The badly injured worker was transported to a nearby hospital in cardiac arrest and ultimately died there around 11:42 p.m. The accident occurred while he was inspecting the machinery with another worker, who was the one that initially reported the emergency to the company.
Police and labor authorities in South Korea are investigating the exact circumstances of the incident and whether there have been any violations of safety guidelines. Machine Safety is essential to stay trained and informed of, even with routine inspections.
In 2018, another worker fell to his death three meters off of a conveyor at the same company.
Hudson, N.C.- Last Tuesday, 12/29/20, at Sealed Air Corp. plant in Hudson, North Carolina, worker Alan Rothenberger was trapped in a machine for 45 minutes.
He was airlifted to a hospital and is currently in a coma due to brain damage caused by lack of air-flow to his brain for 10 minutes after the incident.
The North Carolina Occupational Safety and Health (OSHA) division has begun its investigation into the incident.
“Based on the preliminary information that we have at this time, an employee was threading up a machine when their body was pulled into the machine causing crushing injuries to their torso,” OSHA said in a statement.
The incident is believed to have taken place when rollers did not have a clear stop or release button accessed, potentially being a lockout tagout machine issue or fault. Sealed Air. Corp manufactures bubble wrap and foam.
Rapid City, SD – The Occupational Safety and Health Administration (OSHA) has opened an investigation into a Rapid City trench collapse that trapped two workers, including one who died last Monday afternoon. OSHA is still confirming information of the identity of the workers as well as the company.
The incident occurred in the driveway of an unoccupied home in an area building up new homes and apartments.
The accident was reported just before 4 p.m., after a police officer and medic responded and found the two men trapped in a large dirt pile in a trench that was 15 feet long, six feet wide, and five feet deep.
First responders were able to rescue the man submerged up to his chest, but the other man was buried, where it took nearly five hours before recovering the body around 8:45 p.m.
Trenching, or creating a narrow excavation, is a dangerous activity if not done properly, according to OSHA’s Trenching and Excavation Safety publication. Cave-ins or collapses are the greatest risk and can be fatal since one cubic yard of soil can weigh as much as a car.
OSHA has cited $3.4 million for coronavirus-related violations since the start of the pandemic, the U.S. Department of Labor’s Occupational Safety and Health Administration stated last Friday. These 3.4 million in fines arise from 255 inspections conducted by OSHA. Senior living providers are among these citations.
Operators in these facilities have been fined for failing to implement written respiratory protection programs; failing to provide a medical evaluation, respirator fit test and training on the proper use of a respirator and personal protective equipment; and failing to report an injury, illness or fatality.
The retirement community, Friendship Senior Options, out of Schaumburg, IL, was fined $13,494 for three “serious” violations related to respiratory policies and employee use of respirators.
A spokeswoman for Friendship Senior Options said the provider has “cooperated fully” with OSHA during the investigation.
Another senior living facility, in Arlington, TX was fined. OSHA fined Meadowbrook Memory Care $1,928 for allegedly not keeping records of fatalities, injuries, and illnesses.
These two violations were among 11 found during inspections between Nov. 20 and 26, totaling $101,207 in fines.
Martin Technical provides COVID-19 solutions and learning for all types of plants and facilities.
Winnipeg, Canada – Manitoba Workplace Safety and Health is investigating at Gerdau Long Steel North America after a worker was injured in an accident at the mill in Selkirk on the weekend.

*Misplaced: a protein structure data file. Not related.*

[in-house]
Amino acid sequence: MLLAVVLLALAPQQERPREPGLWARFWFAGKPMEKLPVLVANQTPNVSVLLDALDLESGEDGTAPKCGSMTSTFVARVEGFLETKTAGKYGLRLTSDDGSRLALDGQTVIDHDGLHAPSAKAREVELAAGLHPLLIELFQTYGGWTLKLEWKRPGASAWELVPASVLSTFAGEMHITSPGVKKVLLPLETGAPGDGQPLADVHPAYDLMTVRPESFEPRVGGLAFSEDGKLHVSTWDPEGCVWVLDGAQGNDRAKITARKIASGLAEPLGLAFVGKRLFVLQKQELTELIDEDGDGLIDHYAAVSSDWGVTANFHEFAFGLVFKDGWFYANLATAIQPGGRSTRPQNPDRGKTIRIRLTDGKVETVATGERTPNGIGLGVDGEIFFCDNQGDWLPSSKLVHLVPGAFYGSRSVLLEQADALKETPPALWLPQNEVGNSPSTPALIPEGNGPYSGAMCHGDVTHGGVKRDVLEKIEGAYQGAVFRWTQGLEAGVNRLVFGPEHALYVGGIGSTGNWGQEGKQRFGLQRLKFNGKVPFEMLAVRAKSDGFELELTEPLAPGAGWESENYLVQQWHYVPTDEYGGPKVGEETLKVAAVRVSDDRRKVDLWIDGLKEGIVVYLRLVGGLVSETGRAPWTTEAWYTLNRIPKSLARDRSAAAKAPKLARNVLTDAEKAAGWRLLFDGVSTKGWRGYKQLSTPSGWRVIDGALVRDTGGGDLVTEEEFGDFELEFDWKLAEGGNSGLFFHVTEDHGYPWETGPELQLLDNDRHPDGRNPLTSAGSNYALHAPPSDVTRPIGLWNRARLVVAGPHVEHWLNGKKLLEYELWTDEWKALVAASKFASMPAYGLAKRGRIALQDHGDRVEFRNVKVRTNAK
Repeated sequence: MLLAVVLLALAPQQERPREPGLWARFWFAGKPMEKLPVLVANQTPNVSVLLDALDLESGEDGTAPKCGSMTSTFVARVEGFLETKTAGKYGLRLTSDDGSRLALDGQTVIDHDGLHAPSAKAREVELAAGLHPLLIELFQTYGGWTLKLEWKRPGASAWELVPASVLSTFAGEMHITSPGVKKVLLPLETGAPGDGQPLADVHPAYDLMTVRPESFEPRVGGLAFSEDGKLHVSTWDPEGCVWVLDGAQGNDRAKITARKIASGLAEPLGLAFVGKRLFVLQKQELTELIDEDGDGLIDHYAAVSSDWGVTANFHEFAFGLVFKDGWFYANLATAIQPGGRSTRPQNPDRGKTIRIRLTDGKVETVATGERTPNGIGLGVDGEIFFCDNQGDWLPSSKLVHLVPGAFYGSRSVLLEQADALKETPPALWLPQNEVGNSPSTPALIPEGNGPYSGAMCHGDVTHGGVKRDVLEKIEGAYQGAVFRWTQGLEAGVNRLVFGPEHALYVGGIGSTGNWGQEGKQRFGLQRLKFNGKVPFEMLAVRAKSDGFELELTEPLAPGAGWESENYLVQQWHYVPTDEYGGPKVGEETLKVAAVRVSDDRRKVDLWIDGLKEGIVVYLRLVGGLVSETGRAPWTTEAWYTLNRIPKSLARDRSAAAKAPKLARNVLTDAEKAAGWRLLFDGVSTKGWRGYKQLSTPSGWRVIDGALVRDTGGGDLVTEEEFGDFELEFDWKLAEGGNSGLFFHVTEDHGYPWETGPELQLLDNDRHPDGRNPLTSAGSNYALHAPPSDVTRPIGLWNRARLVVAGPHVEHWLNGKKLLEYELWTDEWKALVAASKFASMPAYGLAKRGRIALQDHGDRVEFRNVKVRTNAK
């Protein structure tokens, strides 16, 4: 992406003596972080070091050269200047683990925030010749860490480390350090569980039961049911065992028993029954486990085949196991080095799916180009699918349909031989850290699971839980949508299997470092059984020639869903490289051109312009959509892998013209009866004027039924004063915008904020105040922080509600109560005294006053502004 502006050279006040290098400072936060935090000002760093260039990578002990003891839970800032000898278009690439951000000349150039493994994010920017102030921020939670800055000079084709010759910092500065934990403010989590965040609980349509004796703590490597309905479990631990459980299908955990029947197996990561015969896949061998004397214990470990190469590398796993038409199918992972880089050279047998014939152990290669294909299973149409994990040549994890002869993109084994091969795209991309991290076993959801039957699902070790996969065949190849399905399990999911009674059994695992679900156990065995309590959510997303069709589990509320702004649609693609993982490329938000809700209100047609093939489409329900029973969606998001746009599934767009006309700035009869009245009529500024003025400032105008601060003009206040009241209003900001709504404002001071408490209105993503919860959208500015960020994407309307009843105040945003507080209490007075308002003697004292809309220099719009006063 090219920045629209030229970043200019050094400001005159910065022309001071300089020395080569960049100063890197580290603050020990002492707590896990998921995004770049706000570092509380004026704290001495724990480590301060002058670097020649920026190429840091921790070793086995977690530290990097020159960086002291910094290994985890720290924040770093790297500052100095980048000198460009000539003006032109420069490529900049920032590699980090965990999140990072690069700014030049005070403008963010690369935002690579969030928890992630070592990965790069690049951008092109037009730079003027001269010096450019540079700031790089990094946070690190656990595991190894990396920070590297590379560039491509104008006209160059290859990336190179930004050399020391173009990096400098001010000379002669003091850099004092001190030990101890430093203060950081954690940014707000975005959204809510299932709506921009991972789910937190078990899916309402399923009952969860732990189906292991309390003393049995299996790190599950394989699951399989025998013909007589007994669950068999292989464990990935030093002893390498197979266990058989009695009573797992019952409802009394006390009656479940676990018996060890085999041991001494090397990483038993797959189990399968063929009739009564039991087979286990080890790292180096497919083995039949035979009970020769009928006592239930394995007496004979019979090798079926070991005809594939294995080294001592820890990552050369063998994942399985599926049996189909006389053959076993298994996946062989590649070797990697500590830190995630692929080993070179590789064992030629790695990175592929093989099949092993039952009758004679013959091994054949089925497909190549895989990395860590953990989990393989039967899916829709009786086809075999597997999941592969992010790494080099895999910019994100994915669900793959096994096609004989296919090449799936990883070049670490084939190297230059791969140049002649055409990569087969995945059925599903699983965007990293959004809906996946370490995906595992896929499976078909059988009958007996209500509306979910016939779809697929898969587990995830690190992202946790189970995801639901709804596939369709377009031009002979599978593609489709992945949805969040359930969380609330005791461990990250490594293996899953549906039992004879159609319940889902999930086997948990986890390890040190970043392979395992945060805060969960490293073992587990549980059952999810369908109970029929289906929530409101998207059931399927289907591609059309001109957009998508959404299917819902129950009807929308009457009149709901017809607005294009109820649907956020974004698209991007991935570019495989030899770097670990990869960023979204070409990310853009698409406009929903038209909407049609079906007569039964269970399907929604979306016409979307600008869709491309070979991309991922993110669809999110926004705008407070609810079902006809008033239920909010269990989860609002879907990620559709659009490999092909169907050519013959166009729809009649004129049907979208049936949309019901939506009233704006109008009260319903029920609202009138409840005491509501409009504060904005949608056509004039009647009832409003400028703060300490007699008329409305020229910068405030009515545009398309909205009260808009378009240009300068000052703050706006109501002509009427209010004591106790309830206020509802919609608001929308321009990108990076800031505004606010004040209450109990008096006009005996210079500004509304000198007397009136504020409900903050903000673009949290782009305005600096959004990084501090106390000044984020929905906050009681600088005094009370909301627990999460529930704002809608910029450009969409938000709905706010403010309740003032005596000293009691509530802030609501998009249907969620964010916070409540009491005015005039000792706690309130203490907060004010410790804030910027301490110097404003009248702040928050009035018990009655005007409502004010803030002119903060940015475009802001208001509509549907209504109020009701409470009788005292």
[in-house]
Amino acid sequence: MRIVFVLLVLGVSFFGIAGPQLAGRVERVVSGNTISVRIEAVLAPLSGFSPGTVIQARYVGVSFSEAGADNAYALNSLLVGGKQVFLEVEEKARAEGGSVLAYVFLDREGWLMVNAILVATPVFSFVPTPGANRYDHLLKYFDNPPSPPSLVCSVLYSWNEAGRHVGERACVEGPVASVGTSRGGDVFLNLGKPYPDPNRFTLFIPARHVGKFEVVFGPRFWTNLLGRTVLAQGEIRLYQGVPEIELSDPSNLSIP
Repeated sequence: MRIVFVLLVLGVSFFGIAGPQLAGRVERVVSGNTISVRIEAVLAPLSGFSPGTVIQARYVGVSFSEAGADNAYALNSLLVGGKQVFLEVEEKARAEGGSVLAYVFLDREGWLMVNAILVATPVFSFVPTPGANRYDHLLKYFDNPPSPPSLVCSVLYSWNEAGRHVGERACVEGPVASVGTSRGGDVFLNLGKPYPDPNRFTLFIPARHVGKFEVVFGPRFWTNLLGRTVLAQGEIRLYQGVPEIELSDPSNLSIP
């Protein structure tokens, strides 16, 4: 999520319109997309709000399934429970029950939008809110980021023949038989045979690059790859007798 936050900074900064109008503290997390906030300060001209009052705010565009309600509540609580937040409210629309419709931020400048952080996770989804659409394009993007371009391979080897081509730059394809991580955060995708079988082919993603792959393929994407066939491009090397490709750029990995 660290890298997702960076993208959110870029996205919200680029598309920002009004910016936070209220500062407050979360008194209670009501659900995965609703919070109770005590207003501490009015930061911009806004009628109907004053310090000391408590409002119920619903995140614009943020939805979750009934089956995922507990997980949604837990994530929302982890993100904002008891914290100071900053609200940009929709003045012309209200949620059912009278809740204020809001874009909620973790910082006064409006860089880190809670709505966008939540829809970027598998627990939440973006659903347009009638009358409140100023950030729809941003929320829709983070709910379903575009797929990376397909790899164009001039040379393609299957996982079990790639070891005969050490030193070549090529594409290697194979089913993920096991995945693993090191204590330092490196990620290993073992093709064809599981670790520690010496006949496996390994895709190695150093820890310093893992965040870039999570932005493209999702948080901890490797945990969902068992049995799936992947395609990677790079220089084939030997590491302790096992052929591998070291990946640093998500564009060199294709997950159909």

A spokesperson for the steel mill confirmed to press that a worker at the Gerdau Manitoba Steel Mill was injured and is expected to be released in “the next day or two.”
According to the province, the unnamed worker fell approximately eight feet from a stepladder and sustained a “serious leg injury,” and then was airlifted to a nearby hospital.
The incident is now under investigation. The company was issued two improvement orders related to ladders directly relating to this incident.
Improvement orders are issued when a priority contravention is noted; they require measures to be put in place by a specified timeframe in order to ensure the safety and health of workers. Approximately 7,000 improvement orders are issued annually in the province of Manitoba.
Every company has different needs and training requirements, which is why Martin Technical offers blended learning solutions internationally to countries like Canada.
Workplace Safety and Health have been notified of three other serious incidents ranging in injuries at the workplace this year, the spokesperson told the press. Some of these incidents also warranted improvement orders.
Commerce, GA- A construction worker at the SK Battery plant in Jackson County, Georgia was declared dead after he sustained injuries from a three story fall.
The accident itself took place November 4, 2020 at the plant’s Formation Building. Reportedly the worker fell through a hole in an air vent 46 feet above the ground, later landing on top of a female worker standing below who also sustained injuries.
Jackson County deputy coroner, Jeff Rogers, said the 34-year-old Augusta man suffered brain injuries and was kept on life support until this weekend. The female worker remains in critical condition but is ultimately expected to survive.
Some workers have told reporters at FOX 5 they worry sub-contractors are sacrificing safety for speed. “You take chances in our trade and you wind up dead,” warned Randy Gregory when FOX 5 Atlanta talked to him in September.
This month’s accident follows other recent injuries at the site. Recently, one worker was hospitalized after he fell through a ceiling, while another allegedly fell through a roof. Fall Protection Training actively addresses the factors that lead to such incidents like these three occurring.
Deputy coroner Rogers said the investigation by OSHA will determine whether the man who died followed safety procedures and at what fault the subcontractors and company will be held at.
“They’re going back out to the site,” explained the deputy coroner. “They’re interviewing witnesses, employees that were there that saw the accident.”